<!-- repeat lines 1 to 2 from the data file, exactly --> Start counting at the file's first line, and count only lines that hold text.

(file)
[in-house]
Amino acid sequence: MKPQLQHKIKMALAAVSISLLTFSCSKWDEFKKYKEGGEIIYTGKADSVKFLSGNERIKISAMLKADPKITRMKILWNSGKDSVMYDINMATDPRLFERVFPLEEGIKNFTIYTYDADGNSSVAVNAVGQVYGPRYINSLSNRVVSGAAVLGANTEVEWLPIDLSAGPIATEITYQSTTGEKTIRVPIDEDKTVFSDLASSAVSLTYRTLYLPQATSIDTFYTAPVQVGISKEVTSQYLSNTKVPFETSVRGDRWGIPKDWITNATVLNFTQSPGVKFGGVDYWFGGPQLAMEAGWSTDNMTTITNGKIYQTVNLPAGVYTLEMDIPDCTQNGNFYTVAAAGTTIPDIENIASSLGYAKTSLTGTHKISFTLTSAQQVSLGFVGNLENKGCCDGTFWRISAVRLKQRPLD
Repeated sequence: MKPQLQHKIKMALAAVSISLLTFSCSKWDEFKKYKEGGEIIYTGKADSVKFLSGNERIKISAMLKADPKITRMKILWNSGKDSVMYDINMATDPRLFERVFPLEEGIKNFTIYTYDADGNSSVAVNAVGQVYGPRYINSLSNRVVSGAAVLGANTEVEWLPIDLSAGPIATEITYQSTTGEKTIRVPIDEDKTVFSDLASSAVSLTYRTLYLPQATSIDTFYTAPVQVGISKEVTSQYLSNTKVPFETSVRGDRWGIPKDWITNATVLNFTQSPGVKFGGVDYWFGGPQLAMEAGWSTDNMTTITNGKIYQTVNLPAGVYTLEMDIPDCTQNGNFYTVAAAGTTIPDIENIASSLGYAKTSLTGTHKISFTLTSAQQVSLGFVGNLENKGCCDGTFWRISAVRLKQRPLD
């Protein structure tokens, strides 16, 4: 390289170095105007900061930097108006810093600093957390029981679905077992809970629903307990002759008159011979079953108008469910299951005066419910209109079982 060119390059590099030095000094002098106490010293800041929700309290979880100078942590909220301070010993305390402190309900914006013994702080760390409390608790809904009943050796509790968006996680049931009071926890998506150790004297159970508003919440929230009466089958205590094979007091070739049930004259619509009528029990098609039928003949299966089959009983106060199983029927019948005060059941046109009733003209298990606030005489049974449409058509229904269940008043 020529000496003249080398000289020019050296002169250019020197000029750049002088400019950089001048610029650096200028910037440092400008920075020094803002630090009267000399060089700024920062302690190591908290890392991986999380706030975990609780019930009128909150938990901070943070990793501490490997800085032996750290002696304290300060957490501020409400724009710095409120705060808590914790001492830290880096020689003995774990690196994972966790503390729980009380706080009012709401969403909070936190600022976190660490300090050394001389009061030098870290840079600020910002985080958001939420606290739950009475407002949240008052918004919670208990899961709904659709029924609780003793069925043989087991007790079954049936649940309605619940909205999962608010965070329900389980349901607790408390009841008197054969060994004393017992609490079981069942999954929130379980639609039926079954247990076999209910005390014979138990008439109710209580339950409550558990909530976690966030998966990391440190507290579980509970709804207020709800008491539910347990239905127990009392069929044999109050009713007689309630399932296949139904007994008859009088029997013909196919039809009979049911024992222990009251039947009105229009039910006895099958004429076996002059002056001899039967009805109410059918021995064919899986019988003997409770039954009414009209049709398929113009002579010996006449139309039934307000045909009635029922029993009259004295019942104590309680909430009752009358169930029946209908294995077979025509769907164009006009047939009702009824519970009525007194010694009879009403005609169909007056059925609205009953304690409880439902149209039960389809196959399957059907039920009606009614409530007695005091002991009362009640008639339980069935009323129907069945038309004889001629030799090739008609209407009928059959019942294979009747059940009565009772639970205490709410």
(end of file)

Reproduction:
[in-house]
Amino acid sequence: MKPQLQHKIKMALAAVSISLLTFSCSKWDEFKKYKEGGEIIYTGKADSVKFLSGNERIKISAMLKADPKITRMKILWNSGKDSVMYDINMATDPRLFERVFPLEEGIKNFTIYTYDADGNSSVAVNAVGQVYGPRYINSLSNRVVSGAAVLGANTEVEWLPIDLSAGPIATEITYQSTTGEKTIRVPIDEDKTVFSDLASSAVSLTYRTLYLPQATSIDTFYTAPVQVGISKEVTSQYLSNTKVPFETSVRGDRWGIPKDWITNATVLNFTQSPGVKFGGVDYWFGGPQLAMEAGWSTDNMTTITNGKIYQTVNLPAGVYTLEMDIPDCTQNGNFYTVAAAGTTIPDIENIASSLGYAKTSLTGTHKISFTLTSAQQVSLGFVGNLENKGCCDGTFWRISAVRLKQRPLD